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Re: [Distillers] Fermentation

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  • RLB
    I duplicated my 11/29/12 garlic experiment on 12/30/12 to the letter, but I did not re-pitch my either sample.  As of 01/11/13, my garlic sample has totally
    Message 1 of 18 , Jan 11, 2013
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      I duplicated my 11/29/12 garlic experiment on 12/30/12 to the letter, but I did not re-pitch my either sample.  As of 01/11/13, my garlic sample has totally stalled, and my control sample is still fermenting strongly.  This leads me to believe that the re-pitch had something to do with it fermenting for so long.

      I also stopped using baker's yeast, and started using EC-1118 yeast.  I am attempting to raise EC-1118 yeast in a 2 qt soda bottle using the same ingredients as my wash.  Wow!  What a difference between the two types of yeasts.  A cup of my yeast solution was poured into each of my 3 newest samples and they started fermenting within minutes.  Right now those 3 samples are fermenting so strongly that I can smell the alcohol, similar to my last few freeze distilled washes.  EC-1118 is alcohol tolerant up to 16% abv, so it will be interesting to see how will those 3 new samples will turn out.  My 2.5 gallon still should arrive on Monday, so my experiments will soon become full cycle.

      Robert



      From: Fredrick Lee <fredrick@...>
      To: "Distillers@yahoogroups.com" <Distillers@yahoogroups.com>
      Sent: Saturday, January 5, 2013 10:55 AM
      Subject: Re: [Distillers] Fermentation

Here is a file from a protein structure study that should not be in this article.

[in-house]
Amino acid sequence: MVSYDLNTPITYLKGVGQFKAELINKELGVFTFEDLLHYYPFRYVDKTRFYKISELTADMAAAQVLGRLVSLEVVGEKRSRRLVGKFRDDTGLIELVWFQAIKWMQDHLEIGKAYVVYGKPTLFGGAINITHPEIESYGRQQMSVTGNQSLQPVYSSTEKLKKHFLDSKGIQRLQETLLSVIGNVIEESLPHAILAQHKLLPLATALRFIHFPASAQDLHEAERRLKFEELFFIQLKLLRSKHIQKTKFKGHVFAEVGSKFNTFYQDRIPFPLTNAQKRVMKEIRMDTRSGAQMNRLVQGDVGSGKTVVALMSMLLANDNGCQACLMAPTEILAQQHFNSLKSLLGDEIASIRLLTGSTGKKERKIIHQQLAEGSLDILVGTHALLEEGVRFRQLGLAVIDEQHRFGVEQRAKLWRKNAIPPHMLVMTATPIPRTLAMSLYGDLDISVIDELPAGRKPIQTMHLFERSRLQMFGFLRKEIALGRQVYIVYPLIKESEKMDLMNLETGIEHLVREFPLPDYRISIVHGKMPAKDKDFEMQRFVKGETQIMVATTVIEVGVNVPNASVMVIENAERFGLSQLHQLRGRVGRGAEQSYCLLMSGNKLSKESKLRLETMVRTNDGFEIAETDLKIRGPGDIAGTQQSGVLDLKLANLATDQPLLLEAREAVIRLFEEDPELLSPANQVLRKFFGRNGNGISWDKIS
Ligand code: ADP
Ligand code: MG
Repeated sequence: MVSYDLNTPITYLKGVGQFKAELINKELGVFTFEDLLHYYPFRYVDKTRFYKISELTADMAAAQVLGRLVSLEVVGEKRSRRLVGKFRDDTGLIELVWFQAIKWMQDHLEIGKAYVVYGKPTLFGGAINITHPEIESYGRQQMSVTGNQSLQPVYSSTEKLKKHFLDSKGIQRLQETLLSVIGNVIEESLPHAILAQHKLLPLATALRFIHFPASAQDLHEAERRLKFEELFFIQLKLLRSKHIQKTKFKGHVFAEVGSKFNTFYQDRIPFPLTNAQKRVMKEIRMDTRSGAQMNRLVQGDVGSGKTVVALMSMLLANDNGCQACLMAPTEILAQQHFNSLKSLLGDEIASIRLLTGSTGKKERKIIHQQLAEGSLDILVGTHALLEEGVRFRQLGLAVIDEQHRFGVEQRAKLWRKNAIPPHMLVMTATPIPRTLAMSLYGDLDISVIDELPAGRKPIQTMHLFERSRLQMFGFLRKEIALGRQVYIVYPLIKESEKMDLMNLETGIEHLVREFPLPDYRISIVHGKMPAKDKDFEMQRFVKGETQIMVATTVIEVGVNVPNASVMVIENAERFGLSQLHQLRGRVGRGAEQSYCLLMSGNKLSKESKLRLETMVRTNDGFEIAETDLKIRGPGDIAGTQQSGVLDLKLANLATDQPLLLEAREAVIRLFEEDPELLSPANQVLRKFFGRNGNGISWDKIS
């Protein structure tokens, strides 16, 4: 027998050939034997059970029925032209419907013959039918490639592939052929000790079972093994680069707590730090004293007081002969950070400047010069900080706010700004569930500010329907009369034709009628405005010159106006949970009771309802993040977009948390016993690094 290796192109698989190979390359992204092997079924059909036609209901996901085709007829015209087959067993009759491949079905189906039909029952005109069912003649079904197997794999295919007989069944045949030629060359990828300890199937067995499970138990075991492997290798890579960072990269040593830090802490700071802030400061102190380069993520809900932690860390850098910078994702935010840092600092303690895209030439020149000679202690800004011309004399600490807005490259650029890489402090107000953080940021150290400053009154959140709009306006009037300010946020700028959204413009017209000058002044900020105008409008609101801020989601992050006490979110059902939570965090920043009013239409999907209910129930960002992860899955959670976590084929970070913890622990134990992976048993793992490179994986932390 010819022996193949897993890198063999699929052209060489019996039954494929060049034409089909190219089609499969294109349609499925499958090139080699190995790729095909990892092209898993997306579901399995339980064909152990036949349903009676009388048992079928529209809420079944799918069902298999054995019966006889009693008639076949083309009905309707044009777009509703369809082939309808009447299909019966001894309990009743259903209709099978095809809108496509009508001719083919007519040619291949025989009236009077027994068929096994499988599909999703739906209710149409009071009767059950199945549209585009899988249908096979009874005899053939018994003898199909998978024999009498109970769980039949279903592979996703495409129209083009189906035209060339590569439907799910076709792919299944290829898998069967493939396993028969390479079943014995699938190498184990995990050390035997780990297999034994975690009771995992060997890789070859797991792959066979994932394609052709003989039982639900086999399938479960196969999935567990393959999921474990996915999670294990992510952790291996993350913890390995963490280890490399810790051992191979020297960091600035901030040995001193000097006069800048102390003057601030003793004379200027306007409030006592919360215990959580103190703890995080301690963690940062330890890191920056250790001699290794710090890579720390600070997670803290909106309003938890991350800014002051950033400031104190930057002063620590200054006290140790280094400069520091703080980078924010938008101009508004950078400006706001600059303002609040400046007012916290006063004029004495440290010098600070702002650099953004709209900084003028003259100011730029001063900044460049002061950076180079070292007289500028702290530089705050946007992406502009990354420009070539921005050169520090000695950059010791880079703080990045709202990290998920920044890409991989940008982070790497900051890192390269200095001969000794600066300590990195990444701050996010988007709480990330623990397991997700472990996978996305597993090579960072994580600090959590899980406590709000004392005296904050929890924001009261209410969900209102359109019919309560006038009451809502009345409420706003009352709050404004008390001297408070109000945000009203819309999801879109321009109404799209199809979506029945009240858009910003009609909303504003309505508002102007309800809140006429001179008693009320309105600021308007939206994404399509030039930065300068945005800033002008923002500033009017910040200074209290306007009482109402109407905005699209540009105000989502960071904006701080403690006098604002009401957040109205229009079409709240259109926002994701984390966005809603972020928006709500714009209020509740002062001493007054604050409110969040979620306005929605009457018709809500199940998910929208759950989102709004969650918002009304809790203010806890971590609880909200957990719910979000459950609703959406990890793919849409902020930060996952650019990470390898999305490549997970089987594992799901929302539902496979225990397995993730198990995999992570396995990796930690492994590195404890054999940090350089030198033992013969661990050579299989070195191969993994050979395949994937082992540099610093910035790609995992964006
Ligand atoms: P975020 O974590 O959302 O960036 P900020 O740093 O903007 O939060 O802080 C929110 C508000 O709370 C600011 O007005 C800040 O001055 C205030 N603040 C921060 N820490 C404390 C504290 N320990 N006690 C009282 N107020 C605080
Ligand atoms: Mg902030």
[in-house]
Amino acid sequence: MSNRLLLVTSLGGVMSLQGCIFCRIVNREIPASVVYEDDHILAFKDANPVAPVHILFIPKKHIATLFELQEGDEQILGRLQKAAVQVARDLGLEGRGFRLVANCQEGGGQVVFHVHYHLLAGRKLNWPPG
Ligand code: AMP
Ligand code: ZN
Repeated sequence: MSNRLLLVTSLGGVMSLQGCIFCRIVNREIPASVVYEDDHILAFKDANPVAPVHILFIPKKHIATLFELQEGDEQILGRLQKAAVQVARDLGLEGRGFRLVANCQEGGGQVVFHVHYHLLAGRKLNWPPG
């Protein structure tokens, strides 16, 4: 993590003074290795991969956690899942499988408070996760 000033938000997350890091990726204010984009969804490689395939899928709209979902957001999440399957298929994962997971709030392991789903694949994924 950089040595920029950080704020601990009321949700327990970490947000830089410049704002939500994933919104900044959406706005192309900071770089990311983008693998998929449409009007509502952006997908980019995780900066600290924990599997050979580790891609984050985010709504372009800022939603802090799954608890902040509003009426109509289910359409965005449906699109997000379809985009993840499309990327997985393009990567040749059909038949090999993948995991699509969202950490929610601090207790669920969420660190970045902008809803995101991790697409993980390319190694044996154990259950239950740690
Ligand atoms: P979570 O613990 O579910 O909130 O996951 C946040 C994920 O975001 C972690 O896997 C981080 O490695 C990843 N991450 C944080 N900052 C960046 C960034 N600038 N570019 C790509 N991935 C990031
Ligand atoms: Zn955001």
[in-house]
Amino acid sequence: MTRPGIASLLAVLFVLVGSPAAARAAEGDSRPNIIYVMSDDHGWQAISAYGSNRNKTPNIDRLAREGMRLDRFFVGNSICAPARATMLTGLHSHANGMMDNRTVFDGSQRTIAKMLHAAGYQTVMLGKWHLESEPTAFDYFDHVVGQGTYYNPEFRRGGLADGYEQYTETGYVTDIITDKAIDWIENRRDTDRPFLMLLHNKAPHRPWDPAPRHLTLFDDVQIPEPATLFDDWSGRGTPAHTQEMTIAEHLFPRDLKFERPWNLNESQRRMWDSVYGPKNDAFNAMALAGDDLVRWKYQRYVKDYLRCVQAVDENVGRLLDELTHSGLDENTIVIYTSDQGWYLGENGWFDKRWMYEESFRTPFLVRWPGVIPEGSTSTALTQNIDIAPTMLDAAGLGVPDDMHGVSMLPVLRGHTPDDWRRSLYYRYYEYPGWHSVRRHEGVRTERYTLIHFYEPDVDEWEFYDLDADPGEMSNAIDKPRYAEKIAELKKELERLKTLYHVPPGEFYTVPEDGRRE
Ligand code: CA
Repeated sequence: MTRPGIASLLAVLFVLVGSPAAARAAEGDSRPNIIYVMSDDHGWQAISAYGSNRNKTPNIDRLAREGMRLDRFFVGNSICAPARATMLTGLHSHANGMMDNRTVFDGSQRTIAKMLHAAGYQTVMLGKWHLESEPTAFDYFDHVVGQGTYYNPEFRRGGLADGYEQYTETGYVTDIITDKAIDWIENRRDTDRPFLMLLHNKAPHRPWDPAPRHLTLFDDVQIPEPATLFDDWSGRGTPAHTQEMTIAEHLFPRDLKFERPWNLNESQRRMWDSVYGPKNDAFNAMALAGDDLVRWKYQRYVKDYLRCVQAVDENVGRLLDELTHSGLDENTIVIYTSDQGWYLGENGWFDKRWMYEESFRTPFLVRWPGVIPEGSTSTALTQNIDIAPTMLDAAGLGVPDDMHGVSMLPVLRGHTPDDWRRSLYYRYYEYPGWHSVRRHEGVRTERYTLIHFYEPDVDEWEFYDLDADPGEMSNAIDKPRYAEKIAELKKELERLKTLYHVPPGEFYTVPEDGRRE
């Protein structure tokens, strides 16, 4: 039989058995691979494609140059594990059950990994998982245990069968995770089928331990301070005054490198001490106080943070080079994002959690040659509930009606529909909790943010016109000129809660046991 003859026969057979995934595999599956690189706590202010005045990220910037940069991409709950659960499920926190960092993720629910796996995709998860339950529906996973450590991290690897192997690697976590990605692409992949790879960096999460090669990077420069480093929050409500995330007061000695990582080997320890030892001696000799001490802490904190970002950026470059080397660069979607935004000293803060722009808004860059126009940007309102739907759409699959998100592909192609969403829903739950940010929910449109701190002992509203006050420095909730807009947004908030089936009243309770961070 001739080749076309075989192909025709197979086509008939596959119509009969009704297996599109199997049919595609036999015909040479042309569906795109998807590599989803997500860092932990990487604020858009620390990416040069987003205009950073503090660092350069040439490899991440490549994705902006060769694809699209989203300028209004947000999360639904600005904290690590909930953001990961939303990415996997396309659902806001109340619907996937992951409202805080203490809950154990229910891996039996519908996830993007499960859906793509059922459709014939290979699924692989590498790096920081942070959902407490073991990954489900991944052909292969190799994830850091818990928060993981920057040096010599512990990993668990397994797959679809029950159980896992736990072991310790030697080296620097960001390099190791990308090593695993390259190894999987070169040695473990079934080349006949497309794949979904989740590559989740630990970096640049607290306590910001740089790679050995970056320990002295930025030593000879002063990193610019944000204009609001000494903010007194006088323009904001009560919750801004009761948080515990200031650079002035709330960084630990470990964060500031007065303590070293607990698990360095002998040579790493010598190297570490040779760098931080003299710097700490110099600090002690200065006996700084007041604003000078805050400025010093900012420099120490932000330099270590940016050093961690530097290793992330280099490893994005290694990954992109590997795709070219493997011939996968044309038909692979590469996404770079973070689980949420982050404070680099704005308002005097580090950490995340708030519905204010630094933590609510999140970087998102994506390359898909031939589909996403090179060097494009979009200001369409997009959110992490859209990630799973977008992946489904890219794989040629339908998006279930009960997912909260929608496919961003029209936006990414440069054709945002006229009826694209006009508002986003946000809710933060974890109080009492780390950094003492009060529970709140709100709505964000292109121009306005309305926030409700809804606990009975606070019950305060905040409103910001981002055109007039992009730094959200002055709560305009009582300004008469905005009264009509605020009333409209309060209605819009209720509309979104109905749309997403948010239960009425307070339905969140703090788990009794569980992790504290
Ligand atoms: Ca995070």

Garlic probably helped lower the miscibility of the alcohol. Maybe you could build a giant centrifuge and not have to use a freezer or still at all. 

      Try this: take your wash and swing it around on a rope for a few hours before freezing. I bet not more than six hours will do the job. 


      On Jan 5, 2013, at 4:19 AM, RLB <last2blast@...> wrote:

       
      Observation of my 11/29/12 sample:

      I finally got tired of waiting for it to stop fermenting, so freeze distillation was started.  As before, it was divided into 2 - 2 qt bottles.  Extra care was used to make sure yeast would not be steered up in the wash as it was transferred.  The first 2 qt bottle will not freeze properly, and very little ice crystals have formed in 6 hrs.  The second bottle has a large amount of ice formation by comparison to the first. 

      This leads me to believe that water and alcohol does separate somewhat like water and oil.  If this proves to be the case, it might be possible to make striping cuts without heat or freezing.  This will need to be investigated further to learn if there is any practical application in allowing the different chemicals to separate.  Will it separate the same way in a large vat?

      I am pleased to say that my small test pot still will arrive within 2 weeks, and my tests will move into the normal realm of spirit production with quality brewing yeast, sugar, and grain.